Education Reform in America

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  • Primary mode of education = charity schoolFunded by governmental and religious organizationsBasic grammar schoolsLancaster schools show that schools need adult supervisionOlder children acting as disciplinary monitors were brutalMost English-speaking countries develop mandatory publicly paid education – keep education in "responsible" handsStarted as theoretical (why), progressive shift toward classical learning (who, what, where, when)
  • Schools only open for a few months/yearTeachers with little experience, little payChildren across America needed access to secular schoolsSet up in 1840s to protect against Irish Catholics and German immigrants in New York and ChicagoQuality varied greatly1890 – most local boards accept public schooling (not the South)Jacob Riis exposes New York classroomsFormed the basis for Progressive School movement
  • *relationships should be less disciplinary“The father of American public education”Traveled across Massachusetts arouse awareness and benefits of public educationBeliefs met with controversyMore personal, less disciplinary student-teacher relationshipsNon-mandatory bible studies in schoolsSchools open to students regardless of religion, race, or sexBring school districts under town authorityTraveled to Europe, impressed with the German school systemTried to implement Prussian educational system in AmericaEmphasis on language and national identitySecretary of Massachusetts Board of Education in 1837
  • School increasingly focused on technical/industrial training (thanks Dewey!)Land Grant College Act (Morrill Act)Art educationFewer American laborers, more immigrantsDifficulty meshing with modernized school systemCompulsory school attendance first established in 1852NCLC organized 1904Children need to experience adolescenceTechnology expends period of childhood learning into late teensCurriculums too repetitive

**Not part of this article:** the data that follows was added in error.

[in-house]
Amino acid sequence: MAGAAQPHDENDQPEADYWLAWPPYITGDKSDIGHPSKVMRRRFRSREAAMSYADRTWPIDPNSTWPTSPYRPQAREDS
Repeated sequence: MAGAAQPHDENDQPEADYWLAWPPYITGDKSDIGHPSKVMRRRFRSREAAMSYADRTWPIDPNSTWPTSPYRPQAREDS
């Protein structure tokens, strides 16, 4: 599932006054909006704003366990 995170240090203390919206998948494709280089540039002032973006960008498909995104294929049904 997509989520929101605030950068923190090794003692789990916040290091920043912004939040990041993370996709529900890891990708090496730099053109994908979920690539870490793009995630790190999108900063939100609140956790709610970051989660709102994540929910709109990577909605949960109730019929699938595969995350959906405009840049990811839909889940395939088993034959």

• People differ in mental ability, schools’ duty to identify and nurture those differencesOpposed compulsory attendance because it “limited ability”Standardized testing would help determine abilitySchools should help immigrants to learn the English language and the customs of corporate America Educational assimilation for immigrantsWrote textbooks for teachers and administratorsWhen placed in public school, immigrant children will abandon Old World culture, pick up American ways
  • Junior high school program adoptedPsychological tests, vocational guidanceFewer local high schools, more large, centralized high schoolsCurricular differentiationSecondary schools vs. “normal” schoolsClassrooms separated by ageIncreased state and federal regulation (standardization)Much criticism – people learn in different ways (Piaget, Myers, Briggs)
  • Philosopher, educator, PragmatistLed the opposition to standardizationRecognized emotional, artistic, and creative aspects of human developmentHeavily influential from 1900-1940Argued for experimental educationChildren naturally active and curious“Learn by doing”Dewey School establishedCriticized “dead” educationMisunderstoodClose association with certain schools yielded harsh judgmentInfluence declined after Second World WarMore conservative education policies enactedToo costly
  • Civil Rights Reforms (1950s – 1970s)End of racial segregationBanning of school prayerA Nation at Risk (1980s)Ronald Reagan attempt to reduce/eliminate Department of EducationE.D. Hirsch responds – “cultural literacy”Still influential todayMost states and districts adopt Outcome-Based Education (OBE) in 1990squantitative instrument to assess if students knew required content/could perform required tasksNo Child Left Behind Act (2001)Help underprivileged children achieve same results as everyone elseMore standardized testingNo national standard, only state standards must be met
  • In Michigan, universities and prisons competing for shrinking state budgetsSmaller budgets  fewer programs for students (foreign languages, arts cut first)Students can’t afford to attend college  not qualified to get jobs62 percent of jobs will require a post-secondary education by 2018“We are spending more on a prisoner in one year than we are to help a Michigan student go to college for four years.” -Doug Rothwell, president and CEO of Business Leaders for MichiganThe future depends on education – it’s worked in North CarolinaSome states, notably North Carolina, choose to educate. North Carolina's economy is similar to Michigan's, but it spends much more on higher education. The University of North Carolina gets nearly four times as much state support per student as Michigan schools. As a result a four year degree costs in-state students $38,215 in Michigan but only $18,887 in North Carolina. Today, North Carolina and Michigan rank about even in economic performance. But 30 to 40 years ago, North Carolina lagged way behind, whereas Michigan led. Since then, North Carolina's investments and Michigan's disinvestments have leveled the playing field. North Carolina offers far more to support knowledge-based businesses that pay high wages and fuel the state's economy.